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The Suncor oil refinery in Commerce City is one of the largest stationary sources of air pollution in Colorado.EXPAND
The Suncor oil refinery in Commerce City is one of the largest stationary sources of air pollution in Colorado.
WildEarth Guardians / Flickr

Democrats Advance Bill to Limit Suncor Emissions, Improve Monitoring

Days after state air-quality regulators announced a major settlement with one of Denver's worst polluters, Colorado's legislative branch is getting in on the action, too.

Lawmakers on the House Energy and Environment Committee voted 7-4 on Monday, March 9, to advance a bill that would establish a series of new restrictions on toxic air emissions, requiring polluters to more closely monitor their facilities and improve their systems for alerting the public in the event of an uncontrolled release or other incident.

While multiple large sources of industrial pollution across the state would be subject to the new regulations, the bill's chief target is Suncor Energy's Commerce City oil refinery, which has experienced several recent incidents that alarmed residents in nearby communities; last week Suncor agreed to pay $4 million in fines to the state health department in connection with a wide range of air-quality violations.

"Commerce City has to be heard," Representative Adrienne Benavidez, a Democrat who represents the north Denver municipality where the Suncor facility is located, said at a press conference at the Capitol on Monday. "They cannot continue to breathe in this air and not know what's in it. These chemicals are killing our people. We need the data. We need to have health standards that will help our people."

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House Bill 1265, sponsored by Benavidez and other lawmakers who represent impacted communities in Denver, would direct the Colorado Department of Public Health and Environment to regulate a new class of pollutants called "air toxics," including benzene and hydrogen cyanide, a highly toxic chemical emitted by the Suncor facility as a byproduct of the refining process.

Because federal regulators at the Environmental Protection Agency have not set a limit for hydrogen cyanide emissions, companies like Suncor effectively set their own emissions limits when applying for state permits, and the Suncor refinery is currently allowed to spew more than 25,000 pounds of the toxic gas — once used as a chemical weapon — into the air above low-income and predominantly Latino neighborhoods in north Denver every year. HB 1265 would close that loophole, directing the state's Air Quality Control Commission to enact a "health-based emission limit" for each of its covered pollutants.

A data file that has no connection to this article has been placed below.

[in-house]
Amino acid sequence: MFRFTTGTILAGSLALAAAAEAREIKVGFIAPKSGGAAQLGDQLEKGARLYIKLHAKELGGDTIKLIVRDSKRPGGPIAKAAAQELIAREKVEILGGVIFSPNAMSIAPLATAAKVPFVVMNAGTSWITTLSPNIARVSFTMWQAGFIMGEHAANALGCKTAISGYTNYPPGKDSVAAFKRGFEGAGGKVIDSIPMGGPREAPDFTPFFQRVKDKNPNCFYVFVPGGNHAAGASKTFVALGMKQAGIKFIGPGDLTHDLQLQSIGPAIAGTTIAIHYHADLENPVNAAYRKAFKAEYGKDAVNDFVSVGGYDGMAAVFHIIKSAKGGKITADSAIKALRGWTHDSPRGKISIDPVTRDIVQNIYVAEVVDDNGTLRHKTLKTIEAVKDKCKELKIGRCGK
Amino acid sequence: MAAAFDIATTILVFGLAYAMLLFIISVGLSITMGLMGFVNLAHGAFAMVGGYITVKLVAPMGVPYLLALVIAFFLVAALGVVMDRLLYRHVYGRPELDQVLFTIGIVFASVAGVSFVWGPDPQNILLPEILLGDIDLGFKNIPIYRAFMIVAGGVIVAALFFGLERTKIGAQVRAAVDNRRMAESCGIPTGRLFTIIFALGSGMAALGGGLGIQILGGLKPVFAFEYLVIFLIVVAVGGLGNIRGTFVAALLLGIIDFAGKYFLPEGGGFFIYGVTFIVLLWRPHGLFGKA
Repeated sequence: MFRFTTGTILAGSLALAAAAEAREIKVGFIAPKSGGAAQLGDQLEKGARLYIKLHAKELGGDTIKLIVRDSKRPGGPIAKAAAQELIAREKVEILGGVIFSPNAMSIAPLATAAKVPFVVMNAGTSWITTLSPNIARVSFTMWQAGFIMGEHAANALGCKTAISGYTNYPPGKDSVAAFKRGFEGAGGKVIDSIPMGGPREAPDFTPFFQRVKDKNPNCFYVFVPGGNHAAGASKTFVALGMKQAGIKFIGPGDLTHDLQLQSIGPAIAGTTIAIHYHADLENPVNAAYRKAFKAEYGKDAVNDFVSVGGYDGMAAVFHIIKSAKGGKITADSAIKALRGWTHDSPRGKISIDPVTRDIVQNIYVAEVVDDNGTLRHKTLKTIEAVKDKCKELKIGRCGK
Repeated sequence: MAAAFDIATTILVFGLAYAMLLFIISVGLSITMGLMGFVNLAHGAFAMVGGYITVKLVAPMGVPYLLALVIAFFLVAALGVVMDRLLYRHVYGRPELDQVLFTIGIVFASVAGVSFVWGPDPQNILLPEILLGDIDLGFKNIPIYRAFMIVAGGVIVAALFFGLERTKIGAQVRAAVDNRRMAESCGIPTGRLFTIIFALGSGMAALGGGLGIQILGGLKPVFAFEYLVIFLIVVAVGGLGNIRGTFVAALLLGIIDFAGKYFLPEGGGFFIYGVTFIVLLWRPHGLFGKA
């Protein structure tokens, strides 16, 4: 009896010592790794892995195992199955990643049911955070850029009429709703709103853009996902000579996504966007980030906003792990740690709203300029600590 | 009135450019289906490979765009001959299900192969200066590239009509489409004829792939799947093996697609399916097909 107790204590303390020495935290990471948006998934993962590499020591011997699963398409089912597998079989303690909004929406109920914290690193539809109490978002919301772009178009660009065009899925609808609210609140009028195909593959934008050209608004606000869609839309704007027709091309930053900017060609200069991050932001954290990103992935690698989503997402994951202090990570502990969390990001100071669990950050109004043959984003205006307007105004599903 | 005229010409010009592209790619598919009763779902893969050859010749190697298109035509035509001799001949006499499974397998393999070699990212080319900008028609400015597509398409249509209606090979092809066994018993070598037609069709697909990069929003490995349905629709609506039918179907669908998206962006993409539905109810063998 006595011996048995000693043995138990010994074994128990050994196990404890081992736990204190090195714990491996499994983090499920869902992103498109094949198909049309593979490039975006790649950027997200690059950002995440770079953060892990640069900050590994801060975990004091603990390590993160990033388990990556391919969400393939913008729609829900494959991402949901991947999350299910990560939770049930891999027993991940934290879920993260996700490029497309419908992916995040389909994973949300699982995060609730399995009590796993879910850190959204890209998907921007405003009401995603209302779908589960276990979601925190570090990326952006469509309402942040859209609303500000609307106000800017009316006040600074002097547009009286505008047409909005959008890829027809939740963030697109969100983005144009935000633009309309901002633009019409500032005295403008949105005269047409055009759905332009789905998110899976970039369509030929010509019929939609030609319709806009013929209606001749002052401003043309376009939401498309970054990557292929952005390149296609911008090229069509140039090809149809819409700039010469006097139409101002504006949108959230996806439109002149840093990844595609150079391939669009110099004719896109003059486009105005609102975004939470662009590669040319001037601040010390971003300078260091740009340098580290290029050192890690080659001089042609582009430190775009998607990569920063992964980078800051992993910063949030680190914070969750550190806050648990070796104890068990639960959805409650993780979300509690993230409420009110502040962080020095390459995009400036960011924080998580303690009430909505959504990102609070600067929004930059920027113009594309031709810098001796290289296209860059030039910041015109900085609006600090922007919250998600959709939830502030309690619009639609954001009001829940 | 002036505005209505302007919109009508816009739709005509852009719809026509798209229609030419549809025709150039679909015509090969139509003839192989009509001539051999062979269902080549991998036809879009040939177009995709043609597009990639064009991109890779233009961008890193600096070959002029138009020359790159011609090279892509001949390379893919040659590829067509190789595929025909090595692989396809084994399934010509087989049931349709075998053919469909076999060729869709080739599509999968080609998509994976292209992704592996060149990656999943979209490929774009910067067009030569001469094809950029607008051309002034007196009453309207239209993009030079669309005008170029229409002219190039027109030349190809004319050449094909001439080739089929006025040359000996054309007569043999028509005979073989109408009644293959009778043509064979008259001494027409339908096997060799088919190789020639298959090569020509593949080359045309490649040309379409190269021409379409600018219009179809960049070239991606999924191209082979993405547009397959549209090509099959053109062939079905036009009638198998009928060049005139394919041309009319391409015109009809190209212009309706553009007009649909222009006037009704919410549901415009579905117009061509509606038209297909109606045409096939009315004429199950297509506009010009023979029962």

The bill would also require stricter monitoring of emissions at facilities like the Suncor plant, including "fenceline" monitoring to record the levels of pollution being experienced by nearby communities, and establish a state-run alert system to notify residents of potentially hazardous incidents. Lawmakers say that improved data collection  and communication are urgently needed in Commerce City, where two schools were placed on lockdown following a malfunction at the Suncor facility in December, and in other impacted communities, such as the neighborhoods surrounding the Martin Drake Power Plant in Colorado Springs.

"There are many of these toxic polluters across the state of Colorado, and this bill is designed to hold those toxic polluters accountable," said Senator Julie Gonzales, a Democrat from Denver. "It's our job to ensure that directly impacted communities are armed with the resources, knowledge and protections to keep their families safe."

In addition to HB 1265, Democratic lawmakers are also pushing a bill that would triple the maximum penalties that state regulators can impose on polluters who violate air-quality rules. While they hope the agreement that state regulators reached with Suncor will begin to rebuild trust with the community, they say it's not nearly enough.

"I think that that settlement was achieved because of the direct organizing by the community, and also because all of a sudden there's legislation in the works to hold these companies accountable," Gonzales said. "It's a great first step, but legislation is going to be the next step in this process."

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